September 27, 2023 | Reading Time: 3 minutes
He has to hurt his own to get his own to stand up to their own
The Republican insurgents won’t be appeased by McCarthy or anyone.
Last night, a huge majority of United States senators pressed ahead with legislation that would keep the government running for another six weeks after current funding levels expire Saturday. It’s a stop-gap effort that includes additional funding for Ukraine’s war effort. The measure requires one more procedural step before going to the House, but with an overwhelming vote of 77-19, one thing seems pretty clear. If House Speaker Kevin McCarthy brings it to the floor, it will most likely pass.
So the question is whether McCarthy will bring it to the floor. He’s been tap-dancing since before the start of his speakership, when it became necessary to give most of his power away in installments in order to save a little for himself. He gave a virtual veto to a group of insurgent Republicans who can’t be trusted because they have no interest in governance. He’s been tap-dancing even since, and the man is tiring.
Their demands themselves are beside the point. The point is making them – again and again. If their demands are somehow met, as they were two weeks ago when Kevin McCarthy decided to open an impeachment inquiry into Joe Biden, for reasons that have yet to be fully explained, the insurgents aren’t grateful. They just move on to the next thing that the House speaker hasn’t done.
He faces a choice that’s as simple as it seems impossible. He can bring the Senate bill to a vote in the House and see it pass. While he’d be praised for his pragmatism, his job would be up in jeopardy. A condition of his speakership was a rule allowing a “a motion to vacate the chair” that can be triggered by just one member, Republican or Democrat.
Or he can protect his job by preventing the bill from seeing the light of day. That might appease the GOP insurgents, but irritate much of his conference. Many of them are invested in their reputations for being reasonable Republicans. They don’t want to go back home to explain why holding the government hostage is a reasonable thing to do.
But even if he does appease the insurgents, by preventing the Senate bill from seeing the light of day, McCarthy can’t really appease them – they won’t want to be appeased. That’s not why they do any of this.
To be sure, they say they want concessions. Usually, that means less money for government programs that they don’t like, such as the Special Supplemental Nutrition Program for Women, Infants, and Children, or WIC, which feeds the most vulnerable among us. But even if, say, WIC vanished, the insurgents would not be satisfied, because being satisfied requires being faithful to the terms they’re demanding.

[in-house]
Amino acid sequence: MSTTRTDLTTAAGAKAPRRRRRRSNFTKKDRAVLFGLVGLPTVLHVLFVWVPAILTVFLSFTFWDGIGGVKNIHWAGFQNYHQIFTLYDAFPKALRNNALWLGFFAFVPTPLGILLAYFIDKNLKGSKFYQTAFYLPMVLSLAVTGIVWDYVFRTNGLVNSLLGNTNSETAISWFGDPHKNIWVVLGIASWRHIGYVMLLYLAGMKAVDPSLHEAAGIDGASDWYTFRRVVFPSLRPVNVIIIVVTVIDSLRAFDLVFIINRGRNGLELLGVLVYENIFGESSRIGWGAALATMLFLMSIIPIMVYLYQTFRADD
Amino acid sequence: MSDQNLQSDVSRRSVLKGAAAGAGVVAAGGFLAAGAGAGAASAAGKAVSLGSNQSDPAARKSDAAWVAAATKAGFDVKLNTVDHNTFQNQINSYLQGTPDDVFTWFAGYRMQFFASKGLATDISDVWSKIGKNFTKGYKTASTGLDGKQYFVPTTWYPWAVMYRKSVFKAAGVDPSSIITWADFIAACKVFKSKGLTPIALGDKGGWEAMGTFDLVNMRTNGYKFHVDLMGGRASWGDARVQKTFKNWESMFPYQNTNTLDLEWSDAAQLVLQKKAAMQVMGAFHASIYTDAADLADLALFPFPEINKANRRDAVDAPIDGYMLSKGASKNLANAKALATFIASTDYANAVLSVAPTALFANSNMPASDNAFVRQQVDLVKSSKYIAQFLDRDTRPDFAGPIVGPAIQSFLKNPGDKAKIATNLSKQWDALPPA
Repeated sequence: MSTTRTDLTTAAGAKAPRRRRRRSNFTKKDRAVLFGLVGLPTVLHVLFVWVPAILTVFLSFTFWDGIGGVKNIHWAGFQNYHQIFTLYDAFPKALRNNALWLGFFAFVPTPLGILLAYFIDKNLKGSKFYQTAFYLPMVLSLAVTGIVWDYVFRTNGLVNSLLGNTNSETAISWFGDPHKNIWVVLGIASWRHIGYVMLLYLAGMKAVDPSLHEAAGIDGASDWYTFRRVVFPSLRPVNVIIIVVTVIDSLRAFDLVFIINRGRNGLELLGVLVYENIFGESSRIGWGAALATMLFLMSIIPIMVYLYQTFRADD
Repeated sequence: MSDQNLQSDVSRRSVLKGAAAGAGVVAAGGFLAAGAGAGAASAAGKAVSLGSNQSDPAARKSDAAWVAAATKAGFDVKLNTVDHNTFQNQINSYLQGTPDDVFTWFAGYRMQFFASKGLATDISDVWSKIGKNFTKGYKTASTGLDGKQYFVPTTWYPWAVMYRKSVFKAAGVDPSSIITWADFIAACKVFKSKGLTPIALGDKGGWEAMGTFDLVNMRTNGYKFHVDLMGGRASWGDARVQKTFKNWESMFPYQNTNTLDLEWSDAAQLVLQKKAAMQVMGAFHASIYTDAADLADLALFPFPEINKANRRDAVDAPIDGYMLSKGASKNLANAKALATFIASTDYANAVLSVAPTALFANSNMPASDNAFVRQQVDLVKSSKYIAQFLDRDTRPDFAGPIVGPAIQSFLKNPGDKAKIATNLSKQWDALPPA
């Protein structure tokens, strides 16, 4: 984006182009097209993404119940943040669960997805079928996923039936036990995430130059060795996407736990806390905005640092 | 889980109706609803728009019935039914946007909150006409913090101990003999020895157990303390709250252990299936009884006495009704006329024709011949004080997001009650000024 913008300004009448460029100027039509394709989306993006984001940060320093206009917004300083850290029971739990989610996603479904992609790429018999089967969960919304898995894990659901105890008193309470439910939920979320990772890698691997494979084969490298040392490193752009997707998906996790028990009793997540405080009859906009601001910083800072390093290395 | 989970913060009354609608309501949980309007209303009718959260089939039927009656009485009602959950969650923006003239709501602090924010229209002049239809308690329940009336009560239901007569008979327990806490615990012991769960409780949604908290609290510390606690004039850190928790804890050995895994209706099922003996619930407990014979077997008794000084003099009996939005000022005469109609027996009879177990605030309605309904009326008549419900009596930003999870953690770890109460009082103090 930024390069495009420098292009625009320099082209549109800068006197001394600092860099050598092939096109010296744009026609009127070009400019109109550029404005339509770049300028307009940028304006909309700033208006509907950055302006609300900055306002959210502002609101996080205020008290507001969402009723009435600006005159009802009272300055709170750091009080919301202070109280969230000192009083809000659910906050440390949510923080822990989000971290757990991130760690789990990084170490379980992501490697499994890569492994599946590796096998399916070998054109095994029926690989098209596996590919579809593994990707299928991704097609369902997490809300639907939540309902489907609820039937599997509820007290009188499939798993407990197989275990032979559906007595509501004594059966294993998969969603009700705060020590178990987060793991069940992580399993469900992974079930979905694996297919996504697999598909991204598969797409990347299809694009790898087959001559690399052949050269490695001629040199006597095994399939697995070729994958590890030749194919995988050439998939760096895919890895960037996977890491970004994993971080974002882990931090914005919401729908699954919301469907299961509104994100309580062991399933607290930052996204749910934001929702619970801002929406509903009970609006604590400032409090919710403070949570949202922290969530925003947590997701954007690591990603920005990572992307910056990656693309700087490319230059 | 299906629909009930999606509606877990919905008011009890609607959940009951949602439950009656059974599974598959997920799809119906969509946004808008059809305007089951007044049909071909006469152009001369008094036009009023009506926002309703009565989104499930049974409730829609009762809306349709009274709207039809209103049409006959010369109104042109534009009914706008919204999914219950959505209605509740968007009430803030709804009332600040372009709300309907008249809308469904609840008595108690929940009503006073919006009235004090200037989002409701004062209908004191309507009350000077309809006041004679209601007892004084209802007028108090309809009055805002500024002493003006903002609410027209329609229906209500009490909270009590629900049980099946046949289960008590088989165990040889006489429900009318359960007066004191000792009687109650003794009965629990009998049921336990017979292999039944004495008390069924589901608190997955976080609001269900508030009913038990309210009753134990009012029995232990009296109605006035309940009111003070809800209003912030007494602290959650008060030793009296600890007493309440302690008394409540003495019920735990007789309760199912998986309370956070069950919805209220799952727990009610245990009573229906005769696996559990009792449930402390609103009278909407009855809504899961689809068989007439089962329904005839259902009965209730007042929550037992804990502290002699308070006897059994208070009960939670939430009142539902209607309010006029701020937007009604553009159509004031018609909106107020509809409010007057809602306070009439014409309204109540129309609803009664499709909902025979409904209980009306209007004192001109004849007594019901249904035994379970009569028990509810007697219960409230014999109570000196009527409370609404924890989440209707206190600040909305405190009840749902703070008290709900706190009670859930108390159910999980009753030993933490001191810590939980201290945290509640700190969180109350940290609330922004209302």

They’re not faithful, because the demands themselves are beside the point. The point is making them – again and again. If their demands are somehow met, as they were two weeks ago when Kevin McCarthy decided to open an impeachment inquiry into Joe Biden, for reasons that have yet to be fully explained, the insurgents aren’t grateful. They just move on to the next thing that the speaker hasn’t done for them.
They can’t be trusted to stand by their own terms. McCarthy, meanwhile, can’t be trusted to bargain in good faith, because the insurgents he’s trying to appease with all this bargaining won’t be appeased. To them, governance is a meaningless concept. It’s no wonder that intraparty negotiations have fallen to pieces. McCarthy should be thankful for the Senate offering its stop-gap measure.
Governance is obviously not a meaningless concept, and the more chaos that’s wrought by these GOP insurgents, the more pressure there will likely be on McCarthy to do something about it. All he needs to pass the Senate bill is six Republicans joining all the Democrats, who are certainly going to support it. That would be enough to reach 218 votes required for passage. That’s it – just half a dozen Republicans.
But if half a dozen Republicans broke from the party to join the Democrats, they’d be toast in the next primary, and they know it. So it would be better to have most of the rest of the conference buy into the Senate’s stopgap bill. That might require them to feel the pain that comes from permitting a shutdown, however, and that would require McCarthy to prevent the bill from seeing the light of day, for a little while. He has to hurt his own to get his own to stand up to their own.
John Stoehr is the editor of the Editorial Board. He writes the daily edition. Find him @johnastoehr.